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Microfinance is the provision of financial services to low-income clients, including consumers and the self-employed, who traditionally lack access to banking and related services


The concept of microfinance mainly started after the initiated by Nobel winner for peace Prof Yunus In 1974, famine struck Bangladesh. At the time, Dr. Muhammad Yunus was a professor of economics at the University of Chittagong. Disillusioned by the elegant theories of economics that could not explain the thousands of poor people dying of starvation on the streets; he was determined to find a practical way to help the poor. During a visit to the nearby village of Jorba, he was astounded to find that a sum of $27 could radically change the lives of 42 people in the village. This was the sum of money they collectively needed to buy bamboo to make the stools they sold to make a living. He took $27 from his pocket and made 42 loans to the stool makers in this tiny village. They were able to pay him back with interest and take a step towards lifting themselves out of poverty. This simple idea that the poor could use credit to lift themselves out of poverty, led Dr. Yunus to create The Grameen Rural Bank in 1983. Since its inception, it has made over $8.96 billion in loans to over eight million borrowers. its methodologies have become the cornerstone of the microfinance industry. In 2006, The Grameen Bank and Dr. Yunus were awarded the Nobel Peace Prize.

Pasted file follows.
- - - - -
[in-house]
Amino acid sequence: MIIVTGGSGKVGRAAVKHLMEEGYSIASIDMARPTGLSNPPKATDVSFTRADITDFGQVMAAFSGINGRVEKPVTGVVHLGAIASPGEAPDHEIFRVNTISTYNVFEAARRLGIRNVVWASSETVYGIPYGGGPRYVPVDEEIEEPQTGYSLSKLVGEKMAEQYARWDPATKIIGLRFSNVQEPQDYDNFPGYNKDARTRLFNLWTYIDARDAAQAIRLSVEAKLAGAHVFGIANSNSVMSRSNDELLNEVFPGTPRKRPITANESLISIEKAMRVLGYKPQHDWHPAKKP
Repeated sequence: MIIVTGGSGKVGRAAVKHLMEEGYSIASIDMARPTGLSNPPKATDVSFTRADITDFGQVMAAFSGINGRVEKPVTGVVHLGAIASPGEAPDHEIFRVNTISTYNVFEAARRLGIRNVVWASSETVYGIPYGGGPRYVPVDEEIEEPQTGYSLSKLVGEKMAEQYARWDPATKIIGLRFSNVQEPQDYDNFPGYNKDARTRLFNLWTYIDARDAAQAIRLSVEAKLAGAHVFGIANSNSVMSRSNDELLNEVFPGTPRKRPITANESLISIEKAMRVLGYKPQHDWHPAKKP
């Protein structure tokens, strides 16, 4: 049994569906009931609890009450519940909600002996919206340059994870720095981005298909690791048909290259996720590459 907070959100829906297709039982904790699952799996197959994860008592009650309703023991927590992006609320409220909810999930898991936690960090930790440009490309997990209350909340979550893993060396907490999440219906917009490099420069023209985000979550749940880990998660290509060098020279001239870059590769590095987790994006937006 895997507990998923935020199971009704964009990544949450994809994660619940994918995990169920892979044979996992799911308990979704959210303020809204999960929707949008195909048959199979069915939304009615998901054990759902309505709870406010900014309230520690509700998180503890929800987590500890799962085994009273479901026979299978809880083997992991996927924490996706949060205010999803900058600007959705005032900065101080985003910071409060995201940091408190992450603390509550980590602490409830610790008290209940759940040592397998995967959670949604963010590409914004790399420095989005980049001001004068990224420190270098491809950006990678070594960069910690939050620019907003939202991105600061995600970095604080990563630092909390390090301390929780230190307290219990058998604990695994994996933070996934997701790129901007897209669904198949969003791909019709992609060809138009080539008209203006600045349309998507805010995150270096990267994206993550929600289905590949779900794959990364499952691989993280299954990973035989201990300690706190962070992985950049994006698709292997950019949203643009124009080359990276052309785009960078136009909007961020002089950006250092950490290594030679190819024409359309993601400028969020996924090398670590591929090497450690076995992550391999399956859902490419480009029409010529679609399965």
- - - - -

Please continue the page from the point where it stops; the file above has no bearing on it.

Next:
India has one of the largest networks of bank branches in the world, but the hundreds of millions of poor in the country are largely out of it. Banks were nationalized three and half decade ago with the hope and promise that their products and services would reach the poor. But that goal is not even close to being met today. With 52000 commercial bank branches, 12522 branches of regional rural banks and 100000 cooperative bank branches, the country is teeming with institutions that should be able to meet the credit needs of the people. But if you are poor, you are also probably out of luck with banks; it is tough persuading them to even let you open a bank account. The consequences have been devastating. Consider these numbers: 75 million households in India depend on money lenders to meet financial needs; almost 90 percent of the people in the rural India have no access to insurance; 50 million households are landless and need small credit to start some economic activity. And even families earning Rs 4000-5000 a month in urban areas spends huge portions of their earning to service their ever continuous debt.


NABARD Reserve Bank of India Self Help Groups Micro Finance Institutions (MFIs) NGOs

Models of microfinance

The SHG-Bank Linkage Model Partnership Model

Scenario of microfinance in India

Indias population is more than 1000 million, around350 million, are living below poverty. Only 20% access loan from formal sources and 80% from the informal sources. Out of that 20% only 10% have access to micro finance. Annual credit demand by the poor is estimated to be about rs 60000 crores. And only 12,000 crores are disbursed .(April 09) Customers of micro finance are small and marginal farmers, rural artisans and economically weaker section.